The Crayon Fields makes pop that hangs around like a dense mist, opaque but ultimately diffuse. It fills the air with a glister of low-key noises: jingle bells and glockenspiels and iceberg keyboards. When the lead singer opens his mouth his voice sinks into this tide, half-submerged, and when a male chorus begins to harmonise after him, doop-she-wa-wa, in a humming retro style, then both the singers and the instruments dissolve together into the same bath of fog. The male harmonies suggest a modest reincarnation of the Beach Boys, but these are Beach Boys who have lost all interest in fast cars and surfing and have decided to examine suburbia instead. They wouldn’t shout that bossy, “Help me Rhonda!” without prefacing it with, “Excuse me.” They sing about drains and potholes and love and helicopters. I know that it’s common for reviewers to say, “This is an impressive debut,” but this one really is, and they’re a local Melbourne band so I’m proud of them.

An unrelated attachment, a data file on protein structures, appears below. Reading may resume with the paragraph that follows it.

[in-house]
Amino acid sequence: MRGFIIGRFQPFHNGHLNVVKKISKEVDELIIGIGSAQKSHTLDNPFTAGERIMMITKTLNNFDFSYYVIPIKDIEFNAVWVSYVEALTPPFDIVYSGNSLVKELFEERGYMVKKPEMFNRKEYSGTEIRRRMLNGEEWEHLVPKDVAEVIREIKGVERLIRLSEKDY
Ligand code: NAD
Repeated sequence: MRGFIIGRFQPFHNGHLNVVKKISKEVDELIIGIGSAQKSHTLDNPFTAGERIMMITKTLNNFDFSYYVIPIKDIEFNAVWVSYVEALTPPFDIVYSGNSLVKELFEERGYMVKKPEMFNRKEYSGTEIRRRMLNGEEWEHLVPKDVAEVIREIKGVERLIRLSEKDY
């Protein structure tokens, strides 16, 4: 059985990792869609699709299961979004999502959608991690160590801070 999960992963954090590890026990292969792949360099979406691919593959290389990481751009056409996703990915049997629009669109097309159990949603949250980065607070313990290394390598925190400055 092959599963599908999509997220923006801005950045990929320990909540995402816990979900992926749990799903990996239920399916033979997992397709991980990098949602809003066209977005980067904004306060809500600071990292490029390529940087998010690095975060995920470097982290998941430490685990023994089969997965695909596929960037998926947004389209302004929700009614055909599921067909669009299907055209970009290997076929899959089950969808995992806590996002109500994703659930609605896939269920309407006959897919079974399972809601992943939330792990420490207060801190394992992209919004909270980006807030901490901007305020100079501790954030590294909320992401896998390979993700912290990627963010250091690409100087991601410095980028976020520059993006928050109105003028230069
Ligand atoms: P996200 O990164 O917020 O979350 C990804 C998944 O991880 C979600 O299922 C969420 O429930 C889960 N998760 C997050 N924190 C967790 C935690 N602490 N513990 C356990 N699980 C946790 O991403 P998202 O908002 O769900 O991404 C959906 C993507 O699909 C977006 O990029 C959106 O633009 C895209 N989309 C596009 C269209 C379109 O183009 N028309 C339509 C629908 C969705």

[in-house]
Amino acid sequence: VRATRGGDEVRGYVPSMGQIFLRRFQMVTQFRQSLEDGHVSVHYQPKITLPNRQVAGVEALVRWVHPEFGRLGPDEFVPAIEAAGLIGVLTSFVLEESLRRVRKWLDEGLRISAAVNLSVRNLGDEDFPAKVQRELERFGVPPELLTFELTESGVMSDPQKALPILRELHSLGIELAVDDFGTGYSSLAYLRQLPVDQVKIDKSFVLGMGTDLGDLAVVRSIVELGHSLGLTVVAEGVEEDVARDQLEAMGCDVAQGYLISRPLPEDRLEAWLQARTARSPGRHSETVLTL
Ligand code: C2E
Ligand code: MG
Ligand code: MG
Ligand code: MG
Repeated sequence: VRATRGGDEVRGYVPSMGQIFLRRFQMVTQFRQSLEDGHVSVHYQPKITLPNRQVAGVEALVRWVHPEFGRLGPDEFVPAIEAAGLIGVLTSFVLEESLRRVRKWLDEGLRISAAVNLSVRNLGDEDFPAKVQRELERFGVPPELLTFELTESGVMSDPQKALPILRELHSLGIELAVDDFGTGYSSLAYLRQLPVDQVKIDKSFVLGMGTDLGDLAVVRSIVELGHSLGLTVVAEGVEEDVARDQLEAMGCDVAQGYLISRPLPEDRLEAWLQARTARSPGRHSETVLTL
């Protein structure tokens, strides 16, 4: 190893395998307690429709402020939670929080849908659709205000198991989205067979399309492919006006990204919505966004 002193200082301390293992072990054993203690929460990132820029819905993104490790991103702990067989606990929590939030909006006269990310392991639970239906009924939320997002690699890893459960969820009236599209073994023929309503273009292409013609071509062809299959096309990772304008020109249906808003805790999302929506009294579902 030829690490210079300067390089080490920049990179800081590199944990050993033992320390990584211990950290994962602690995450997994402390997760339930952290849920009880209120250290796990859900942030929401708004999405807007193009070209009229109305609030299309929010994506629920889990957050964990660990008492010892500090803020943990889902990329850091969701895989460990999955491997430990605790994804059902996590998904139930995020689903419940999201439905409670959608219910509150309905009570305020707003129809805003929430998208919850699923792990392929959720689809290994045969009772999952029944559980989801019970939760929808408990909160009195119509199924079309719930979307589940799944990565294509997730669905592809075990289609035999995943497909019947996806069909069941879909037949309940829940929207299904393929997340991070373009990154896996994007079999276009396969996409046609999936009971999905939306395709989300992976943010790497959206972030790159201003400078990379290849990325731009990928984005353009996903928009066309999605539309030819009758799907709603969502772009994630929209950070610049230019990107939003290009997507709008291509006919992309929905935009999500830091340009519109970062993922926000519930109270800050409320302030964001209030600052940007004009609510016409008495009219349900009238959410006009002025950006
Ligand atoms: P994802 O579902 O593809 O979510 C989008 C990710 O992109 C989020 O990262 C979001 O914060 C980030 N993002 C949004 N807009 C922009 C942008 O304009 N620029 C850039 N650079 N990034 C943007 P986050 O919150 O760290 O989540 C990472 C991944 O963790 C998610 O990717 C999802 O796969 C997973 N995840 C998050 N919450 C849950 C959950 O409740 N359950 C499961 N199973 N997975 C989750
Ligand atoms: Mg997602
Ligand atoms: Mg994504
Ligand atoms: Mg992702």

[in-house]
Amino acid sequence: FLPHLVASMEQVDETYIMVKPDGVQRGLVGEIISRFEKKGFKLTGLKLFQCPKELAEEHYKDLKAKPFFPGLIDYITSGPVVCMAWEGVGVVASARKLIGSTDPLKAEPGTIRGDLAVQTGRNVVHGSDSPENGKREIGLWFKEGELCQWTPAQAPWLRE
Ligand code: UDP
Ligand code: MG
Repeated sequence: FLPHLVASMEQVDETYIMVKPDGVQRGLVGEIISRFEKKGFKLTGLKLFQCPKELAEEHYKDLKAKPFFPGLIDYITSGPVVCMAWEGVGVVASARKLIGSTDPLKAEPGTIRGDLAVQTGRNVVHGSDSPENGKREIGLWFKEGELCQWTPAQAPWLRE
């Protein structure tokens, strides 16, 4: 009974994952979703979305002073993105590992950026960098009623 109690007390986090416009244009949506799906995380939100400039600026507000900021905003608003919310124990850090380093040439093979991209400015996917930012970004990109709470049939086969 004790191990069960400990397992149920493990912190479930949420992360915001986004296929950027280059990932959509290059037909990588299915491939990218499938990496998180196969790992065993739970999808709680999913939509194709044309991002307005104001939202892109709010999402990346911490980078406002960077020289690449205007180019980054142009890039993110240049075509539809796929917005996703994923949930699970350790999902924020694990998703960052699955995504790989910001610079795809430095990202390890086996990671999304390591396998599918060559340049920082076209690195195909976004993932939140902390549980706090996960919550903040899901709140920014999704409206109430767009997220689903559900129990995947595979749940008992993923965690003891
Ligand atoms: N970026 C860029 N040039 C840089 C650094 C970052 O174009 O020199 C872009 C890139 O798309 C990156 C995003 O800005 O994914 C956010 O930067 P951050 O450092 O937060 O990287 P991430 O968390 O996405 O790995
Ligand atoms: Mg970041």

- Multiple songs MySpace
// Sound Affects
"The man whose songs were recorded by Johnny Cash, Alan Jackson, Ricky Skaggs, David Allan Coe, The Highwaymen, and countless others succumbs to time’s cruel cue that the only token of permanence we have to offer are the effects of shared moments and memories.READ the article